You should also add directives for caching etc. -- see examples at h5bp. If you are going to use such a configuration on uberspace, you'd need to convert or apply corresponding directives to your .htacces -File. The alias and directory directes need to be rewritten to relative paths.
<VirtualHost *:80> ServerName gogs.example.invalid:80 DocumentRoot "/var/www/vhost/gogs.example.invalid/public" # Aliases for gogs Alias /js "/var/www/vhost/gogs.example.invalid/public/js" Alias /img "/var/www/vhost/gogs.example.invalid/public/img" Alias /css "/var/www/vhost/gogs.example.invalid/public/css" Alias /assets "/var/www/vhost/gogs.example.invalid/public/assets" Alias /fonts "/var/www/vhost/gogs.example.invalid/public/fonts" Alias /less "/var/www/vhost/gogs.example.invalid/public/less" # No indexes by default <Directory /> Order Allow,Deny Allow From All Options -Indexes </Directory> # because Alias can be used to reference resources outside docroot, you # must reference the directory with an absolute path <Directory /var/www/vhost/gogs.example.invalid/public> # directives to effect the static directory Require all granted Options +Indexes AllowOverride None Order allow,deny Allow from all </Directory> # Do not pass these aliases to the proxy. ProxyPass /assets ! ProxyPass /img ! ProxyPass /css ! ProxyPass /js ! ProxyPass /fonts ! ProxyPass /less ! ProxyPass /config.codekit ! # Pass everything else. ProxyPass / http://example.invalid:3000/ ProxyPassReverse / http://12140:3000/ <Proxy http://example.invalid:3000/*> Require all granted Allow from all </Proxy> </VirtualHost>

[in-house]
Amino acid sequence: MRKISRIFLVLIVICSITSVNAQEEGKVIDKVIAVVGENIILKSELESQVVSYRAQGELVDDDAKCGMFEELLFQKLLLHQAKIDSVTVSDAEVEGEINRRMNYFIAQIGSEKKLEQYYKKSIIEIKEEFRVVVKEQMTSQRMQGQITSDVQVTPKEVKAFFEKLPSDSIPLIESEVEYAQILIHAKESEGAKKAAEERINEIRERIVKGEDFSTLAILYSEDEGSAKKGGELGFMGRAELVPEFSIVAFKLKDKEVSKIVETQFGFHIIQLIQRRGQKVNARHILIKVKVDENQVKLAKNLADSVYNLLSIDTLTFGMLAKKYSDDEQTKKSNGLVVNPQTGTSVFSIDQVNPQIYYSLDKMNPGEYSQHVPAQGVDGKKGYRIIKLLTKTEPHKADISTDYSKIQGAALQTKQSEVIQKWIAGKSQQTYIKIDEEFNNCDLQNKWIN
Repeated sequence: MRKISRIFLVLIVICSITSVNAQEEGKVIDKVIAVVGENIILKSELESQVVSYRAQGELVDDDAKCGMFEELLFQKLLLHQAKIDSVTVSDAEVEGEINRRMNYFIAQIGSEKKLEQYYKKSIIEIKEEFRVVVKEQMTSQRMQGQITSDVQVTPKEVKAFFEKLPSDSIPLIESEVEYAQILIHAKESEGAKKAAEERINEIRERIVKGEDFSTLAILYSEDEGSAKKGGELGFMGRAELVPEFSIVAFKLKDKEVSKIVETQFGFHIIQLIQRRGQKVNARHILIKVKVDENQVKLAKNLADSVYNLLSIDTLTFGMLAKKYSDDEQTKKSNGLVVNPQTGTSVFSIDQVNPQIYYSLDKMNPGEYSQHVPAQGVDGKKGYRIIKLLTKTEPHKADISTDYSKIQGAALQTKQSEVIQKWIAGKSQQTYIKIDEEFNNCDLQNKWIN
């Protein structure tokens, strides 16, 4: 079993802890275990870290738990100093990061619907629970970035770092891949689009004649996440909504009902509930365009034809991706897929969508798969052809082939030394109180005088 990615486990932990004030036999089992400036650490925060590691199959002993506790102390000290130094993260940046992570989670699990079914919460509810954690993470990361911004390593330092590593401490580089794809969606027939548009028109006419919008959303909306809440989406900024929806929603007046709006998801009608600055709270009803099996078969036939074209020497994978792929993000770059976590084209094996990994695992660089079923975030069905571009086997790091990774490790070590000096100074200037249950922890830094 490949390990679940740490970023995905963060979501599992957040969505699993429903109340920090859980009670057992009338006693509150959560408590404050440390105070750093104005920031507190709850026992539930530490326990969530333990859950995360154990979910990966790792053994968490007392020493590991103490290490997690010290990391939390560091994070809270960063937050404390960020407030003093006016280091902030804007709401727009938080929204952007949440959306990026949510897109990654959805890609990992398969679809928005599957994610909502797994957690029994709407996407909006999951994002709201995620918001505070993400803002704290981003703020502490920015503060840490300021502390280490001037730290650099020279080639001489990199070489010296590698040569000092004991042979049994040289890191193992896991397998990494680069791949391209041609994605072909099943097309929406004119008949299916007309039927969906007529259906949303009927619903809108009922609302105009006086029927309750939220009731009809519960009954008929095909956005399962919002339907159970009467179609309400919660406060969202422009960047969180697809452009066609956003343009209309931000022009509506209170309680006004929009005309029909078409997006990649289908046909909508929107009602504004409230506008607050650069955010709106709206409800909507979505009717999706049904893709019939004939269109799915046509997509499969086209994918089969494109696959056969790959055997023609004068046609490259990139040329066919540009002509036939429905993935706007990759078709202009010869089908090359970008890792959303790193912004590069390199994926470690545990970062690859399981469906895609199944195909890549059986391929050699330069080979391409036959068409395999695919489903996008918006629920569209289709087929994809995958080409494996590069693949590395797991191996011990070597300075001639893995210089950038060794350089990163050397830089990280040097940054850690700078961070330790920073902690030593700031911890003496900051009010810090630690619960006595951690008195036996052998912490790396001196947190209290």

Uberspace: reserve a portPorts are limited on shared hosting, if available at all. Thus, if you are going to use a high port, please read about using high ports on Uberspace first. An advantage on Uberspace is, that those ports are not exposed publicly -- you need to use your apache instance as a proxy, as seen above.
gogs on Windows
Gogs can administrate SSH keys, as you already know it from GitHub. If you are on windows however, you need to install a bash first, e.g. by installing cygwin. With this enabled, Gogs Git-Server is one of the few solution which will run on windows: GitLab (the most commonly used solution) will not run on Windows. While GitBlit on Windows is officially supported, a Java Runtime on Windows will almost certanly create performance issues (keywords: File system, multi threading, missing cgroups, memory allocation, etc.).[caption id="attachment_5973" align="aligncenter" width="622"]Gogs (Go Git-Server) on Windows.[/caption]
As the gogs install guide for windows explains, you can also make gogs git server a windows service. You can use nssm (non-sucking service manager) for this task. As your cansee from the (german) screenshot above, the service was started and restarted using nssm. I also used XAMPP to provide a MySQL database and an apache httpd as proxy using the config from above.
Gogs is a fast, reliable and beautiful server. It is not mature yet, but contains all important features you'd probably need for your private repository.
The project was written using the Google Go programming language and is super fast and easy on resouces like RAM.